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Iraq: Kurds near oil-export deal, but federal approval still awaited

OIL EXPORTS from Iraqi Kurdistan are in a position to restart, following an interim agreement between semi-autonomous Kurdistan Regional Government (KRG) and the oil ministry in Baghdad

Iraq's cabinet ratified on 18 May a deal that would see the finance ministry pay the oil-production costs of IOCs operating in Iraqi Kurdistan. But oil ministry officials say the government will not allow them to receive profits. The provision of profit would imply Baghdad's approval of the production-sharing contracts (PSC) signed between private-sector companies and the KRG. The government regards these PSCs as illegal.

The KRG did not provide an indication if it would accept this new compromise deal, though encouragingly, the Erbil-based KRG leadership and central government at least appear to agree on the terms for the resumption of crude exports from Kurdish regions, which were halted in October after oil minister Hussein al-Shahristani said the two sides should agree a mechanism on sharing oil revenues before sanctioning pipeline exports from the north.

The two sides have also been in dispute over the KRG's right to award oil and gas contracts to international oil companies, with the oil ministry demanding final approval of any deals struck with foreign firms.

Details of the terms of the interim deal have not been made public, but are understood to centre on a proposal to provide all oil revenues to the Baghdad-based State Oil Marketing Organisation, with the central government then recompensing oil companies for all expenses incurred in extracting and exporting Kurdish-sourced crude. These terms were reportedly mapped out during meetings between officials in May.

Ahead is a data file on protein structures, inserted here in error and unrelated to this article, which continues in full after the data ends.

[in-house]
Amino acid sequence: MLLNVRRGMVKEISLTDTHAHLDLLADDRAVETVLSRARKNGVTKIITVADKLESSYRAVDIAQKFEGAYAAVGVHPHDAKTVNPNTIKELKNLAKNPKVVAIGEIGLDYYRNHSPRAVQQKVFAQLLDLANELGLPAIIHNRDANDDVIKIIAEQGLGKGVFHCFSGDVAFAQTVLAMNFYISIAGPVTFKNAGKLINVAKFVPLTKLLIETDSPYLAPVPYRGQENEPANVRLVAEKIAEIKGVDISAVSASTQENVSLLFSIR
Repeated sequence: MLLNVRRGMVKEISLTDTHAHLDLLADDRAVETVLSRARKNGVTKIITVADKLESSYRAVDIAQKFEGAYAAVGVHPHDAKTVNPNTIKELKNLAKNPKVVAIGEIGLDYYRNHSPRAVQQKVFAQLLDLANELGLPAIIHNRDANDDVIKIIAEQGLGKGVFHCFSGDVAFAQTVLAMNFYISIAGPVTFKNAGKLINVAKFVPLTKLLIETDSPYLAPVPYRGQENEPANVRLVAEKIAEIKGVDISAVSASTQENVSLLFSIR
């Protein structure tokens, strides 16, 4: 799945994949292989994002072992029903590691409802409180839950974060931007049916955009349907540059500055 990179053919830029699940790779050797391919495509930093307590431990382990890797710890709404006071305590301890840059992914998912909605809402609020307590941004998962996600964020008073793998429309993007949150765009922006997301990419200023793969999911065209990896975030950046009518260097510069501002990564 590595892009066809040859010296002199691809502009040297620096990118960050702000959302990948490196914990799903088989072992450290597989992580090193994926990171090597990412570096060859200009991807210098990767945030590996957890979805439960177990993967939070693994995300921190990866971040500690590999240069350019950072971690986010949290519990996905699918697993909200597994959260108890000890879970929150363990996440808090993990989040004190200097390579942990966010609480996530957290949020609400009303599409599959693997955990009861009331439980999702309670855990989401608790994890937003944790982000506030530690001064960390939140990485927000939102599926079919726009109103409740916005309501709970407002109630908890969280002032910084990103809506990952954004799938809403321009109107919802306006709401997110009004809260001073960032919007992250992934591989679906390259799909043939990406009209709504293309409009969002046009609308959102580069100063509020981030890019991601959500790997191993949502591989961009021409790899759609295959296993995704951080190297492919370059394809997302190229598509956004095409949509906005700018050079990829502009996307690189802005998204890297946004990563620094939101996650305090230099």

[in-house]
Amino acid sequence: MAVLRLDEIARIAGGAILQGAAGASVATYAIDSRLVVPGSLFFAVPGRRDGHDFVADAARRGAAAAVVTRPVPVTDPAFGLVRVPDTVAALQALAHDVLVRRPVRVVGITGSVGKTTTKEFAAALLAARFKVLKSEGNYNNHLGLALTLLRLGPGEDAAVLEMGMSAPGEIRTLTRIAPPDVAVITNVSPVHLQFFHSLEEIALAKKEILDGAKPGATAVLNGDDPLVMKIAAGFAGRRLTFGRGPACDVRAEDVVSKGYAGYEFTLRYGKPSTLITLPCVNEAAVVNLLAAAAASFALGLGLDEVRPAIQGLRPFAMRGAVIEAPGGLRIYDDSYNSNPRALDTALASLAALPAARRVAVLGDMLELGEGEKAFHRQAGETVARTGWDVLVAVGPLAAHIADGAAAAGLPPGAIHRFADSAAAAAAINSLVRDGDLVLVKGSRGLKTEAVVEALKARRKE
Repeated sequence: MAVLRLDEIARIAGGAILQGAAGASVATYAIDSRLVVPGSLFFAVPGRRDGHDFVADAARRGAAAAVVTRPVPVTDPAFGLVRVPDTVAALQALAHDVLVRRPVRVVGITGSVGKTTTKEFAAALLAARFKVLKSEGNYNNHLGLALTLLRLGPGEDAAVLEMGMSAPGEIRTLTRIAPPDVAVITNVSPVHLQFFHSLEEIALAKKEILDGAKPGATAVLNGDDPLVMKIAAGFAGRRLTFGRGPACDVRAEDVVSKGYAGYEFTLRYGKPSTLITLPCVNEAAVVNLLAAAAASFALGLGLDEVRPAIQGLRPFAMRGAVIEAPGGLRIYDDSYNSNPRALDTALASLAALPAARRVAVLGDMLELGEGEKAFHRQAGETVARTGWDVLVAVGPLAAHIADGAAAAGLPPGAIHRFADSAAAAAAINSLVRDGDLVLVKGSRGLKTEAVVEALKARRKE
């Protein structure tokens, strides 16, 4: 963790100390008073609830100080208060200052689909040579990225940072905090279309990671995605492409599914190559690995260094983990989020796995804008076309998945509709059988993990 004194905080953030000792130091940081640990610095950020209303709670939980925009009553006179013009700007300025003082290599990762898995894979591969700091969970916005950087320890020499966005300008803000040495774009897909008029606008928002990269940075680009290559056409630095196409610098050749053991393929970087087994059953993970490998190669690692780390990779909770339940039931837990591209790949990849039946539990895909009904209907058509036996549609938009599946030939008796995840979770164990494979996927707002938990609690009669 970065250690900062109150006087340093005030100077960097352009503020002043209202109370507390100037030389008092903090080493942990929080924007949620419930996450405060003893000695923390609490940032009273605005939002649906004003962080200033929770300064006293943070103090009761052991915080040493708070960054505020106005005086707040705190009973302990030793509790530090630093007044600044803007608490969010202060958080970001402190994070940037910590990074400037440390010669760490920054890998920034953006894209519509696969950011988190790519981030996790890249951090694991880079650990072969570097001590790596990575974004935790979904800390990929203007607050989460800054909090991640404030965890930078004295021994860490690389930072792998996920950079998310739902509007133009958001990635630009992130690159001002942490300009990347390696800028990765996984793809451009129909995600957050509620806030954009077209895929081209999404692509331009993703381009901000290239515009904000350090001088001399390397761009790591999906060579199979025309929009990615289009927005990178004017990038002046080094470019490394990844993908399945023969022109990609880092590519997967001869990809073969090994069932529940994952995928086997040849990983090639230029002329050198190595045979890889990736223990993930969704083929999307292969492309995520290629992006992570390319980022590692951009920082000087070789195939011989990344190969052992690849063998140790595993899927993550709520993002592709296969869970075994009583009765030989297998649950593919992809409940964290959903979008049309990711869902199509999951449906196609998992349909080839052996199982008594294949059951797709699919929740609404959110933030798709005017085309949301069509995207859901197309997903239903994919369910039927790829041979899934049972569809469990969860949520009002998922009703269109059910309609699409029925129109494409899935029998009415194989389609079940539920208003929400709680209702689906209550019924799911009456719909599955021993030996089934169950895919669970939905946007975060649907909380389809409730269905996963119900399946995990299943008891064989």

The cabinet's approval of the interim deal suggests the incumbent administration of prime minister Nouri al-Maliki is seeking to form a coalition with the Kurdish parties after an inconclusive outcome to March's national elections.

A recount of 2.5 million disputed votes in May has confirmed that Allawi's Iraqiya bloc, heavily supported by Sunni Arab voters, won 91 seats, ahead of the Shia State of Law coalition led by Maliki, which won 89. However, Maliki has been negotiating to form an alliance with another Shia group, the Iraqi National Alliance, which would allow it to form a majority governing coalition.

The absence of political consensus inside Iraq looks set to prove a continuing stumbling block towards upstream progress.

Norway's DNO, which is looking to pump 50,000 barrels a day from its Tawke field in Kurdistan, has given no guidance as to when it expects exports to restart. In the meantime, DNO will continue to focus on local sales until a payment deal for exports gains official approval.

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